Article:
LGBTQ+ Ghanaians fight back against arbitrary arrests and bigotry: ‘We want justice’
Arbitrary arrests, blatant bigotry and unlawful detentions are an everyday occurrence for LGBTQ+ people in Ghana – but activists are fighting back.
Warning – violence.
On 20 May, 2021, Ghanaian police raided an LGBTQ+ human rights training workshop in the Ho, Volta region of the country. The workshop’s purpose was to empower LGBTQ+ people by equipping them with the tools to document and report human rights violations against them.
The 21 people in attendance, who became known as the HO21, were charged with “unlawful assembly”. They were detained for 22 days under depraved conditions, suffered humiliation from inmates and claim they were sexually abused by the police. One of the arrested says she was stripped naked and endured a forced genital inspection because she is intersex.
Throughout the course of the detainment their constitutional rights were violated and their basic human rights stripped. The unfounded case against them was dismissed due to insufficient evidence, but the psychological scars remained.
A year later, Ghana’s LGBTQ+ organisations are banding together to piece back the humanity ruthlessly snatched from these victims.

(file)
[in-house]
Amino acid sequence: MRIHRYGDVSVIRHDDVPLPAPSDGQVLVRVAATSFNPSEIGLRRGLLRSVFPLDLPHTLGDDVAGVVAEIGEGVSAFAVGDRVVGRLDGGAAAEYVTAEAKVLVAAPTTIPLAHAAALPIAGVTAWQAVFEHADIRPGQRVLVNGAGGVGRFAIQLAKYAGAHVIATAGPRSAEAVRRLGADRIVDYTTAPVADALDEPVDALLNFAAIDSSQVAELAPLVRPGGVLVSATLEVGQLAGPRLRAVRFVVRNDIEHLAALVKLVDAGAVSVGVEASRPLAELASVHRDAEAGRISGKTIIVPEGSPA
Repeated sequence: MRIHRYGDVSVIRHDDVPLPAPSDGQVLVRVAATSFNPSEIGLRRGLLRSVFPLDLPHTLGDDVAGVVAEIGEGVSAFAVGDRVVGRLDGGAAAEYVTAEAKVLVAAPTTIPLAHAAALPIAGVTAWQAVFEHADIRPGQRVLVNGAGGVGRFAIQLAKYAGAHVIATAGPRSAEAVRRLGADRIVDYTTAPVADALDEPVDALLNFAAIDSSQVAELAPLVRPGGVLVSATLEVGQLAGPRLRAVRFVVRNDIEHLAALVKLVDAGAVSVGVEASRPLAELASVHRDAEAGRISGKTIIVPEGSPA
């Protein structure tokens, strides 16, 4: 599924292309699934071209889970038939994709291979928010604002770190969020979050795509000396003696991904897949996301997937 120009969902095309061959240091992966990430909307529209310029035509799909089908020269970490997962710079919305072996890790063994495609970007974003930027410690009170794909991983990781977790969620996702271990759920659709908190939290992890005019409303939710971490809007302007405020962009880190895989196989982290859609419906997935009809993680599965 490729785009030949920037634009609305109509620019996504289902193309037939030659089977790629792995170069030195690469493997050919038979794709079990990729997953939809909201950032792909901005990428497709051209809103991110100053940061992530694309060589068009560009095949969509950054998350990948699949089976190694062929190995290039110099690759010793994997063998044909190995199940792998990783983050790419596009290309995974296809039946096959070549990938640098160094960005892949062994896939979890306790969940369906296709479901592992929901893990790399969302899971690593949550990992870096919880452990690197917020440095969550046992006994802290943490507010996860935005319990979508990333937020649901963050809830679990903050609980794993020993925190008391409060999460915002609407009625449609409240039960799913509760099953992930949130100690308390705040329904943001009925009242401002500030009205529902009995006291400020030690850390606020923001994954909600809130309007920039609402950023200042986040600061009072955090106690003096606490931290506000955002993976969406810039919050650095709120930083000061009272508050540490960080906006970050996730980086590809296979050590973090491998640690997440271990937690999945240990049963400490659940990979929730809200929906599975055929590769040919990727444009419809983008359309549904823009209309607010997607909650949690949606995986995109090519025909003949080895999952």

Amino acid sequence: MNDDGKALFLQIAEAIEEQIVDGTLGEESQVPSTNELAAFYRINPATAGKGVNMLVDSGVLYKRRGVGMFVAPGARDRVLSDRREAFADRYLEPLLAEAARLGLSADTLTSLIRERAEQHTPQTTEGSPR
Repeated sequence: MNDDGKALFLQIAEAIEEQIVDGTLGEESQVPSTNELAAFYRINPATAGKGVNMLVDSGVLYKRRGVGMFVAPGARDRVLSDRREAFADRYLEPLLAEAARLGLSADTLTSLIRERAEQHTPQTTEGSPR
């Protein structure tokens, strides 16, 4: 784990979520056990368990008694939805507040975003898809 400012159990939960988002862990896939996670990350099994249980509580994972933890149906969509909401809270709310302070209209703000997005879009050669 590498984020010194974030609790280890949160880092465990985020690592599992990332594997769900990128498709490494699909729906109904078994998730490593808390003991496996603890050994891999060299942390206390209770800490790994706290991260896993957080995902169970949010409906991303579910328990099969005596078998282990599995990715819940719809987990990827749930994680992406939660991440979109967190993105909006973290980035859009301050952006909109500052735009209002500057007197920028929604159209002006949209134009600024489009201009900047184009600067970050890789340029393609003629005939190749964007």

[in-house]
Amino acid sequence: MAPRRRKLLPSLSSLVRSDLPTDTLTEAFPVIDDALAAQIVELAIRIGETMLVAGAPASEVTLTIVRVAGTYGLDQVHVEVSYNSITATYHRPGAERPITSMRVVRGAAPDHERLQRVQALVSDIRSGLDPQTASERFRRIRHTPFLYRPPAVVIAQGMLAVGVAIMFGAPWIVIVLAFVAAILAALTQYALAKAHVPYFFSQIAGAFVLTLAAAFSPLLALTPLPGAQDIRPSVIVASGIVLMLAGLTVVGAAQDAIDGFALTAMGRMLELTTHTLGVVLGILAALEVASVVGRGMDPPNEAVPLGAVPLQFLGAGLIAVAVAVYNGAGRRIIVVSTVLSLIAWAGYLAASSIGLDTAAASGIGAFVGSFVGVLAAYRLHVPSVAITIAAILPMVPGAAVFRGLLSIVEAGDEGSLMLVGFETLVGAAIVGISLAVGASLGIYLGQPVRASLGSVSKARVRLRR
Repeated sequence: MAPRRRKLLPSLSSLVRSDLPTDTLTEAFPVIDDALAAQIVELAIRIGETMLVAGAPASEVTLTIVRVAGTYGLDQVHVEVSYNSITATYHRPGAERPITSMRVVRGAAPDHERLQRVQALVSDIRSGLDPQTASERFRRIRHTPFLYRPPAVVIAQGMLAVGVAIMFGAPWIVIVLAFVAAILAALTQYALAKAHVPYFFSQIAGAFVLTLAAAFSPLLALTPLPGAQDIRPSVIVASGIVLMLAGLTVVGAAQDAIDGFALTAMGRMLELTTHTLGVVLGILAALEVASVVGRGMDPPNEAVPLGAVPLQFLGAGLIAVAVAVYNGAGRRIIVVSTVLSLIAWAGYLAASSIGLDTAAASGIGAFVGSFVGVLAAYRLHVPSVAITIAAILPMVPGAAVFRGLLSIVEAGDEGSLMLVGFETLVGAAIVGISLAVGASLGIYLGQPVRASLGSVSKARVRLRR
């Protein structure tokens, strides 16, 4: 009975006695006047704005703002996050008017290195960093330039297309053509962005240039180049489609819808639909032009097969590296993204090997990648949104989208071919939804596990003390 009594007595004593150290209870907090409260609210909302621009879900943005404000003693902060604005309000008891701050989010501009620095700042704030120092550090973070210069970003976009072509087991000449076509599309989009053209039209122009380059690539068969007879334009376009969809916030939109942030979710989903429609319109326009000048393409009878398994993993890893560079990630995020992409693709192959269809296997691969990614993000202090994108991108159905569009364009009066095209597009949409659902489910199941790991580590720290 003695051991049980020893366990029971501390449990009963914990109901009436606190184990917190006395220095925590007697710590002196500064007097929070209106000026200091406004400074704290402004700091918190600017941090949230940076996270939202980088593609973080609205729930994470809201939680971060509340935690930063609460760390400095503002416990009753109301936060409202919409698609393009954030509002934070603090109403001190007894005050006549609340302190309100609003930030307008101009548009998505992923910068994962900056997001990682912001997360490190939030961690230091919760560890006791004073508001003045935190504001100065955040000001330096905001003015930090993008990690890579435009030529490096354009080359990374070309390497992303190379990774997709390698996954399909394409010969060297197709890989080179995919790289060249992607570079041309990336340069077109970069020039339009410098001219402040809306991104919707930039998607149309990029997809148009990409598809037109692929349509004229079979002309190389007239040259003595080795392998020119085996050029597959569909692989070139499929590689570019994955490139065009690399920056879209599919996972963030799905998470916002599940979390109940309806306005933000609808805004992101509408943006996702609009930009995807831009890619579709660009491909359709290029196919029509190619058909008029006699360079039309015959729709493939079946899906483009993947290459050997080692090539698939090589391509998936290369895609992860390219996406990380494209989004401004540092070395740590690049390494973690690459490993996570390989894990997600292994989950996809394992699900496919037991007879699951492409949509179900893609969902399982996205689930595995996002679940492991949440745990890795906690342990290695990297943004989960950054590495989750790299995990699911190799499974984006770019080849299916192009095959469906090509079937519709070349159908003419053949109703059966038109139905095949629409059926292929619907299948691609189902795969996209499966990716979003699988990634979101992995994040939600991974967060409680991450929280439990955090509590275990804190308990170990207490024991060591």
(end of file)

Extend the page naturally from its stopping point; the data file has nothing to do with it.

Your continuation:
On 14 June, two separate suits were filed in the Ghana High Court against the Inspector General of Police and the Attorney General of Ghana for violating the claimants’ human rights.
The first suit was filed on behalf of three of the arrestees who seek to challenge the state’s violation of their “right to freedom of assembly, discrimination, unlawful arrest and detention”.
The second suit is on behalf of the attendees singled out because she is intersex. She told Human Rights Watch (HRW) at the time she was “afraid of being raped” as police egged on other inmates to assault her to ‘prove’ she was female.
The claimants are being supported by Queer Ghana Education Fund (QuGEF)/Coalition For SupportGH, as well as other LGBTIQ+ groups, with the Initiative for Strategic Litigation in Africa (ISLA) acting as legal advisors.
Richard Fischere Kwofie, director of QuGEF and one of the figures leading the case, told PinkNews: “These individuals were subjected to harassment, assault, discriminatory treatment and other violations of their constitutional rights. We only hope that the court will give them justice based on the enormous evidence that is before them.
“We are ready to seek redress for all human rights violations against persons perceived to be LGBTQ+, including violations committed by Ghana police and the state, and this is because of the trust that we have in our judicial system.”
Police in Ghana have a way of turning LGBTQ+ victims into criminals
This was evident not only in the case of HO21, but most recently on 26 June when a home in Ghana’s capital Accra was invaded by suspected robbers.
The partygoers alerted the police, but upon arrival the robbers told authorities it was a ‘gay party’. Police arrested the 29 men in attendance.
“These people were assaulted and the police even asked them for money. Since they could not provide that money they were taken to the police station and they spent more than 24 hours [in custody] before they received bail,” says Kwofie.